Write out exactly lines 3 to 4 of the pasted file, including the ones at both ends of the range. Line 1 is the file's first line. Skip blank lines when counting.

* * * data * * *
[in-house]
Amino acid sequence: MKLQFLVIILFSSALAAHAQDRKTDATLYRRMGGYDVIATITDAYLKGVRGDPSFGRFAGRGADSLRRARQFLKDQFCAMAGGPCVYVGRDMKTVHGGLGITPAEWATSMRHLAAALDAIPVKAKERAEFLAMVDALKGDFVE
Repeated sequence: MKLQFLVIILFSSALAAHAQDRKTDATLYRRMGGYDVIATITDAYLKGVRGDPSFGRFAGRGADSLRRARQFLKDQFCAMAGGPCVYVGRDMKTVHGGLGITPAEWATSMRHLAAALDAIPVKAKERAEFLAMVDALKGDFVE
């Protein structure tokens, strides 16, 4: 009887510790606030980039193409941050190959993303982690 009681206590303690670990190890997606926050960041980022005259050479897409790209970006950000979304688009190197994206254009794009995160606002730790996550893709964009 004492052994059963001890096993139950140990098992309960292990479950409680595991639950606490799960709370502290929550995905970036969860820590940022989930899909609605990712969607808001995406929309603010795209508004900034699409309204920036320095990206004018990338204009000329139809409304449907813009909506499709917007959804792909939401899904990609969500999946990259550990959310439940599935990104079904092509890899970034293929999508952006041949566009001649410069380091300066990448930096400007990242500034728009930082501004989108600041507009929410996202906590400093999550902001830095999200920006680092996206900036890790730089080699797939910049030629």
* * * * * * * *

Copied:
Repeated sequence: MKLQFLVIILFSSALAAHAQDRKTDATLYRRMGGYDVIATITDAYLKGVRGDPSFGRFAGRGADSLRRARQFLKDQFCAMAGGPCVYVGRDMKTVHGGLGITPAEWATSMRHLAAALDAIPVKAKERAEFLAMVDALKGDFVE
């Protein structure tokens, strides 16, 4: 009887510790606030980039193409941050190959993303982690 009681206590303690670990190890997606926050960041980022005259050479897409790209970006950000979304688009190197994206254009794009995160606002730790996550893709964009 004492052994059963001890096993139950140990098992309960292990479950409680595991639950606490799960709370502290929550995905970036969860820590940022989930899909609605990712969607808001995406929309603010795209508004900034699409309204920036320095990206004018990338204009000329139809409304449907813009909506499709917007959804792909939401899904990609969500999946990259550990959310439940599935990104079904092509890899970034293929999508952006041949566009001649410069380091300066990448930096400007990242500034728009930082501004989108600041507009929410996202906590400093999550902001830095999200920006680092996206900036890790730089080699797939910049030629």